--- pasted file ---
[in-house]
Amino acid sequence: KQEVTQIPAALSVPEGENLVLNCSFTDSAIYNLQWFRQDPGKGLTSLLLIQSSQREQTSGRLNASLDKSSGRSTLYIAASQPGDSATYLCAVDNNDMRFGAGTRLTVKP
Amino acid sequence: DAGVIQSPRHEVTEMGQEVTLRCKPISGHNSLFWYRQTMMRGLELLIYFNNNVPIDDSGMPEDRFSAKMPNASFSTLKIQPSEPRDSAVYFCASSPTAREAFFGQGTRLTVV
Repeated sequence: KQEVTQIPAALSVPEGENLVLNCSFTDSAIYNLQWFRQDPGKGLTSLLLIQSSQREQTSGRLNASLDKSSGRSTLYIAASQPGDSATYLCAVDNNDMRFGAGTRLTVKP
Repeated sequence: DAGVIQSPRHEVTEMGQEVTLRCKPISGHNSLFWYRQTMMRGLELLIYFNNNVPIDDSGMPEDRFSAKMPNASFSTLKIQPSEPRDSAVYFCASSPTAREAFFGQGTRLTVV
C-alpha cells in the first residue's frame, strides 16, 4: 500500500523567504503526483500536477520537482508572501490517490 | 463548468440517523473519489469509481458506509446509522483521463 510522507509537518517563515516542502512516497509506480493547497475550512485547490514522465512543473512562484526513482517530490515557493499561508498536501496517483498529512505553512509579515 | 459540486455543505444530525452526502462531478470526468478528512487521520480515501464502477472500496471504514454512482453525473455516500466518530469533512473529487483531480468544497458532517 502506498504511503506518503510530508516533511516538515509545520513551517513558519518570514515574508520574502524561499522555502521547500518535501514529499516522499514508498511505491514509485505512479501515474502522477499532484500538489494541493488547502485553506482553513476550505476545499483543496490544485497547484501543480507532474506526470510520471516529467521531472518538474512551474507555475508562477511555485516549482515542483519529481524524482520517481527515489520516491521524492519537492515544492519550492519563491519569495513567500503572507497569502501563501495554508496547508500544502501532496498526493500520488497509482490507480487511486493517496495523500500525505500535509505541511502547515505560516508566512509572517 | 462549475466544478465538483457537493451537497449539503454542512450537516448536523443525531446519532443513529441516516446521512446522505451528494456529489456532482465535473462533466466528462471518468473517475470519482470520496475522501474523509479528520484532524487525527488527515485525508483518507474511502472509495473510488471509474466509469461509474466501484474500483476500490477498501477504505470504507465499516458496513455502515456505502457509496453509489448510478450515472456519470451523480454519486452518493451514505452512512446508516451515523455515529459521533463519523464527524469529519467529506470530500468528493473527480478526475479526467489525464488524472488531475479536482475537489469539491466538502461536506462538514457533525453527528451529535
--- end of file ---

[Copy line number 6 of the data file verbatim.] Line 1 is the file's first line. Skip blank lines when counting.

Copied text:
C-alpha cells in the first residue's frame, strides 16, 4: 500500500523567504503526483500536477520537482508572501490517490 | 463548468440517523473519489469509481458506509446509522483521463 510522507509537518517563515516542502512516497509506480493547497475550512485547490514522465512543473512562484526513482517530490515557493499561508498536501496517483498529512505553512509579515 | 459540486455543505444530525452526502462531478470526468478528512487521520480515501464502477472500496471504514454512482453525473455516500466518530469533512473529487483531480468544497458532517 502506498504511503506518503510530508516533511516538515509545520513551517513558519518570514515574508520574502524561499522555502521547500518535501514529499516522499514508498511505491514509485505512479501515474502522477499532484500538489494541493488547502485553506482553513476550505476545499483543496490544485497547484501543480507532474506526470510520471516529467521531472518538474512551474507555475508562477511555485516549482515542483519529481524524482520517481527515489520516491521524492519537492515544492519550492519563491519569495513567500503572507497569502501563501495554508496547508500544502501532496498526493500520488497509482490507480487511486493517496495523500500525505500535509505541511502547515505560516508566512509572517 | 462549475466544478465538483457537493451537497449539503454542512450537516448536523443525531446519532443513529441516516446521512446522505451528494456529489456532482465535473462533466466528462471518468473517475470519482470520496475522501474523509479528520484532524487525527488527515485525508483518507474511502472509495473510488471509474466509469461509474466501484474500483476500490477498501477504505470504507465499516458496513455502515456505502457509496453509489448510478450515472456519470451523480454519486452518493451514505452512512446508516451515523455515529459521533463519523464527524469529519467529506470530500468528493473527480478526475479526467489525464488524472488531475479536482475537489469539491466538502461536506462538514457533525453527528451529535